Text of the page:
Graded readers then and now
Using graded readers to help learners to improve their reading, writing, speaking and listening skills is not a recently discovered English teaching technique. In the 1920s, for instance, Dr Michael West edited a series called New Method Supplementary Graded Readers (Longman) with exactly this aim, and these were not the first simplified story books for foreign learners of English. Nowadays, most ELT publishers produce a wide range of readers designed to appeal to different age groups. Oxford University Press, for example, publishes both Bookworms and Dominoes for teenage readers.
21st century skills
The idea of teaching 21st century skills is relatively new. What do we mean by 21st century skills? Although there are different definitions, most people agree the following four skills areas (the four ‘C’s) are at the heart of 21st century learning:
- Collaboration (with students working effectively in teams, groups, or pairs)
- Critical thinking (with students questioning content, and solving problems, rather than just accepting and learning facts by heart)
- Creativity (with students using their imagination to produce something new)
- Communication (with students transmitting and receiving spoken, written and mixed-media messages effectively)
The following three ‘C’s are also sometimes included under the 21st century skills umbrella:
- Computer literacy (with students undertaking online research, word-processing, the production of digital presentations, video clips, audio recordings, etc.)
- Cultural and global awareness (with students learning about other cultures and the world)
- Civics, citizenship and ethics (with students learning about society and social values)
Incorporating a focus on 21st century skills like these into classes based around graded readers can combine new and familiar lesson elements in fresh ways which are really engaging for students – especially teenagers!
When designing extensive reading lessons for learners of English from other language backgrounds, we should naturally provide support. This support should enable students to complete the reading-related tasks that we set them. It can take many different forms – for instance, with a fictional text:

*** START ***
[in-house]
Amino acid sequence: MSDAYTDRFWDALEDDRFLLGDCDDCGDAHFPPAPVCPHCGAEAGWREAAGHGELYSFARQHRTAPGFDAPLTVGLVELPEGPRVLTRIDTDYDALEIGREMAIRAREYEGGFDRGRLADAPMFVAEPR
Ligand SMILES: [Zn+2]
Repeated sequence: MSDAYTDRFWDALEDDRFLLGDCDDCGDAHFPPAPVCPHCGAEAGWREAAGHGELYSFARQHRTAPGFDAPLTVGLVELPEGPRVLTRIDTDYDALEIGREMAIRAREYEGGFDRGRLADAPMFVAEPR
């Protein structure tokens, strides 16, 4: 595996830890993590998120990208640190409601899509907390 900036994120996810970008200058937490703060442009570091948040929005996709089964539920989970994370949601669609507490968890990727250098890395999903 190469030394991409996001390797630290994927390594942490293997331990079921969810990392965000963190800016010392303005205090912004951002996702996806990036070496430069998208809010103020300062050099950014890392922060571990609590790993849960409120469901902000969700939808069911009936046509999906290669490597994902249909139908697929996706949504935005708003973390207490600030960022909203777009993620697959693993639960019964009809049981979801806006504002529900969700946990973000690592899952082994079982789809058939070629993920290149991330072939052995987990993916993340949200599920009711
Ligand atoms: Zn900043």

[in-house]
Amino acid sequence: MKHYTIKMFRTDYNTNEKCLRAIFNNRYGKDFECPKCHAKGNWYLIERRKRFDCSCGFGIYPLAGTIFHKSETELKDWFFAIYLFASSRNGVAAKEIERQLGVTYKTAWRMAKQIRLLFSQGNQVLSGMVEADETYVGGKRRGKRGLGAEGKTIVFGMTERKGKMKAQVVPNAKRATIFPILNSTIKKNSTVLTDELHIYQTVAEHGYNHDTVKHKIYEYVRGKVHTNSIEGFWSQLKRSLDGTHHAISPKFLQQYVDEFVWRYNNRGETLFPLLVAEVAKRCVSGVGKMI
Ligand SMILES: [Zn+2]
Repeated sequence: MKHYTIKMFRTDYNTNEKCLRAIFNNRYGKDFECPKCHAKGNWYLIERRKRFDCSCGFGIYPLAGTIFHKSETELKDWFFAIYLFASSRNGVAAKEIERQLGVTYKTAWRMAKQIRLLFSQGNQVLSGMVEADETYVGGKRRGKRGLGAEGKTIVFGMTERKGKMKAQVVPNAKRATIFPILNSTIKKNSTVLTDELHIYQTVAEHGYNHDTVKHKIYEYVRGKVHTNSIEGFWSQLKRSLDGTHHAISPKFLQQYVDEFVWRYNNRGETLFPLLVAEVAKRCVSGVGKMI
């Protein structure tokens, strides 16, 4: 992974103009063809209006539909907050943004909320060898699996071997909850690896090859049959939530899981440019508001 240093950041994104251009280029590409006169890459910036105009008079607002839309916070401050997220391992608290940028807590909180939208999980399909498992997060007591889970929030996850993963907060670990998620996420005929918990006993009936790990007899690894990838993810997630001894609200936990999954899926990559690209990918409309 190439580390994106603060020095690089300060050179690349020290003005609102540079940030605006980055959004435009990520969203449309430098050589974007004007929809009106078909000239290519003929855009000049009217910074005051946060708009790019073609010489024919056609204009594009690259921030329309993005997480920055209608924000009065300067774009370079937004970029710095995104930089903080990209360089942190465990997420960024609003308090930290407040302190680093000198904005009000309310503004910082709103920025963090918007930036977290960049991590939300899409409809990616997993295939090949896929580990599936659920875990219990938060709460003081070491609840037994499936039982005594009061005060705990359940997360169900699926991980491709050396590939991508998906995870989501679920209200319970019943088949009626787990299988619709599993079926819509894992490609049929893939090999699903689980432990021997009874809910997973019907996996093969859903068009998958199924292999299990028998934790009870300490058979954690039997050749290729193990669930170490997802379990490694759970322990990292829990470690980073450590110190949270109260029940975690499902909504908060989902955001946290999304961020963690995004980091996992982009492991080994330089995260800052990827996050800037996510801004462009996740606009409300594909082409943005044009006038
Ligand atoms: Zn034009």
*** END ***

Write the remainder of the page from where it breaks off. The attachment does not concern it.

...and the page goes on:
- activating the language learners may need to understand the story
- raising learner awareness of the time and place of the story, especially if these are unfamiliar
- encouraging cognitive skills like prediction and empathy to help learners enter more fully into the story
Of course, choosing a story text which is simple enough for learners to read at speed without a dictionary can help to make the task of reading more achievable. This is where the carefully graded levels of a series like Bookworms or Dominoes can greatly help the teacher. Clear levelling helps teachers to select suitable reading materials for different classes (in a ‘class reader’ approach – where all students in a class are reading the same story). Clear levelling can also help teachers to suggest appropriate books for individual students to read (in a ‘readers library’ approach, where different students in a class are reading different stories according to level and taste).
Three different stages
The three classic stages (and stage aims) of a reading lesson – using a story text as a class reader – are as follows:
- Before reading (aims: to arouse curiosity and prepare learners to make sense of the story)
- While reading (aims: to help learners understand the story so far and make them curious about what comes next in the story)
- After reading (aims: to encourage learners to respond to the story through thinking, speaking, writing, or creating something inspired by the story)
Each of these stages will naturally focus on different 21st century skills. ‘Before reading’ tasks will often involve thinking skills (hypothesizing, predicting, questioning). ‘While reading’ tasks will often involve communication and collaboration skills (discussing the story so far, or the story yet to come, in pairs, groups, or as a class). ‘After reading’ tasks will often involve creative self-expression and maybe also computer skills (for online research, making and delivering PowerPoint presentations, word processing and designing texts for poster display, etc.)
Bill Bowler is a founder series editor, with his wife, Sue Parminter, of Dominoes Graded Readers (OUP). He has authored many readers himself. He has also visited many countries as a teacher trainer, sharing ideas about Extensive Reading. Bill has contributed to the book Bringing Extensive Reading into the Classroom (OUP). Two of his Dominoes adaptations (The Little Match Girl and The Sorcerer’s Apprentice) were Language Learner Literature Award Finalists. Born in London, he now lives in Spain.
Bringing Extensive Reading into the Classroom (Revised Edition) – Day, R., Bassett, J. (et al) – Oxford University Press (2016)